In reviving the magisterium of the "enlightened" despotism of which it is the last monkey, that ethics sees in the sacrifice of consolidated uses – and a fortiori of traditions – not a price necessary to earn the best, but the best itself, the goal priority and designated of the reform action. Like advertising cleaners, "reforms" are all the more successful the more they know how to attack the tenacious crust of the practice, beliefs and morals of the vulgar, confuse him and impose the burden of a "modernization" that is now indistinguishable from the disarray of an injured flock. The recipients of the "reforms" must annihilate themselves in a feeling of constant defect and chase, from a sense of guilt that becomes a structure for the anxiety of proving worthy of what they are not. On the other hand, the craftsmen have the habit of believing for a few months a Frederick of Prussia or a Peter Romanov, a Maria Theresa or a second Joseph, and of looking at each other dressed in the mirror while imagining avant-gardes of that same story that will shortly return them to the oblivion of his garbage. For those who reform, weaken the resistance and whip the "delays", "the prejudices", the "backwardness", the "false certainties", the "illiteracy" and the "comfortable habits" of a people who are always "taillights" of the tail »of something is a source of pride, disappointing its expectations a mission, supporting its mandate a weakness.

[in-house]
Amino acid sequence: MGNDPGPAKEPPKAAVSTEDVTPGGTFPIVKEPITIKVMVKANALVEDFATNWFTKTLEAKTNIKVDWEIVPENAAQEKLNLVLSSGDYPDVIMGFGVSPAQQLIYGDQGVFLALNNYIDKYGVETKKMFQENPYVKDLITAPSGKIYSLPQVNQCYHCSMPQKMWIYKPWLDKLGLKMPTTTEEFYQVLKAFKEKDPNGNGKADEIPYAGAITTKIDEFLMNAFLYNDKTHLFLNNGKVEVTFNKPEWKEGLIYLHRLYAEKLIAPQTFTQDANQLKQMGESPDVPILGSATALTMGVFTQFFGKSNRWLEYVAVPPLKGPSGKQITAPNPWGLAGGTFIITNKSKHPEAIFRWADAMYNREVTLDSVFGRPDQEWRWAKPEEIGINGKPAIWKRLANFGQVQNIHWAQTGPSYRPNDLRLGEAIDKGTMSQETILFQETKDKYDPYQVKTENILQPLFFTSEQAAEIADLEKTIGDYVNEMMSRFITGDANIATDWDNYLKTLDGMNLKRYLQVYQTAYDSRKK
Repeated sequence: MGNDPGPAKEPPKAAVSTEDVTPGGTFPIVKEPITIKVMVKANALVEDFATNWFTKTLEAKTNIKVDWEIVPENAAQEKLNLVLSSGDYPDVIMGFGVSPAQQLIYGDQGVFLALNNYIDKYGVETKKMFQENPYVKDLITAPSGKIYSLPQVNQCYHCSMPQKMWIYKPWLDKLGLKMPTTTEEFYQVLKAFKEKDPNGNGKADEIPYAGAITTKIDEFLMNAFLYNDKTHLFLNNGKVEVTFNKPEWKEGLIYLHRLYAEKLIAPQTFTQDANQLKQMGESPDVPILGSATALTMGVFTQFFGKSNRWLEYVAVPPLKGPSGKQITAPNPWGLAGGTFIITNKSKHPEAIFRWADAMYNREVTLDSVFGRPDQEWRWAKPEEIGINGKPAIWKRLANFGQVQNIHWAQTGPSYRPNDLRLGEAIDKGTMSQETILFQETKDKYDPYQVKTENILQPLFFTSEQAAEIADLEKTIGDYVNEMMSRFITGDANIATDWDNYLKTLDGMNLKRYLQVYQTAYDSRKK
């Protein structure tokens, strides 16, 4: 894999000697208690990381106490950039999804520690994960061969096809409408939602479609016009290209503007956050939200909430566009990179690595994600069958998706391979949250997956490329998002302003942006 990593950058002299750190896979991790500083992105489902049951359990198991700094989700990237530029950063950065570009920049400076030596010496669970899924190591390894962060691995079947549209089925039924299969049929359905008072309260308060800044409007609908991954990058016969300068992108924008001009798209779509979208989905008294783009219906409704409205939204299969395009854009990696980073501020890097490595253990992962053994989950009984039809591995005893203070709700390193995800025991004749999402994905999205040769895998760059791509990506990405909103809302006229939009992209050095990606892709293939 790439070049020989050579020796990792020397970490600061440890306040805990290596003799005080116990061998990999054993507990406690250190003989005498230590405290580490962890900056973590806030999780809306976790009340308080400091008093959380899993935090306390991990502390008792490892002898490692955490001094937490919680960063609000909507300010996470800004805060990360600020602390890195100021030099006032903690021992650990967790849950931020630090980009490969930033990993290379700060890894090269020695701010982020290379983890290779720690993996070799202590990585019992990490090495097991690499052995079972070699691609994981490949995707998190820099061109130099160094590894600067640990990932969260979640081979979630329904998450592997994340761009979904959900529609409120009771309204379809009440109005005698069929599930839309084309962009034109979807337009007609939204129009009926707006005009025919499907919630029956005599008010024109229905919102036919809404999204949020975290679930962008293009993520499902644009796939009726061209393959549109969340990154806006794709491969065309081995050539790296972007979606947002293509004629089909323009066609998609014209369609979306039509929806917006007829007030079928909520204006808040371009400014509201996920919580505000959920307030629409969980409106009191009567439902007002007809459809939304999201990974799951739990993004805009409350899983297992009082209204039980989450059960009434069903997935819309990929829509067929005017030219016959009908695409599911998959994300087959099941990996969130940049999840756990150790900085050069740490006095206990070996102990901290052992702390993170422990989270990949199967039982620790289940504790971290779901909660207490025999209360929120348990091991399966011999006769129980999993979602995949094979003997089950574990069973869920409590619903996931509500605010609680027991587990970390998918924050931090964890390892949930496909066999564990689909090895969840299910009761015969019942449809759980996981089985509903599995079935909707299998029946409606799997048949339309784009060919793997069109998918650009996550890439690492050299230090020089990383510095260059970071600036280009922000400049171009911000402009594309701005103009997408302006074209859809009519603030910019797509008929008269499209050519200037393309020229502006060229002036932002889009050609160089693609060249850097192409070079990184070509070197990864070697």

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Who benefits from "reforms"? In the narrative phase, more or less at all, because they offer everyone the hope of starting off on the right foot by getting rid of the evils present. In the implementation phase, to those who, when they break down, have the means and the rights to occupy the voids created by their devastation: that is, to the strongest. For example, it should be obvious that in an era of near-extinction or assimilation of union representation, any labor reform (any, without the need to open the files) would result in a weakening of wages and protections. Or that in a context of usury income enslavement, any reform (any) of public services would limit the access and quality of the latter, having to extract a profit for investors. Or again, that while three or four IT companies bill more than states and hold everyone's secrets, reforming the administration in a digital sense would give them even more uncontrollable powers. It should be obvious that those who are under attack must first save their few remaining possessions. But since it doesn't seem to be, I write it here.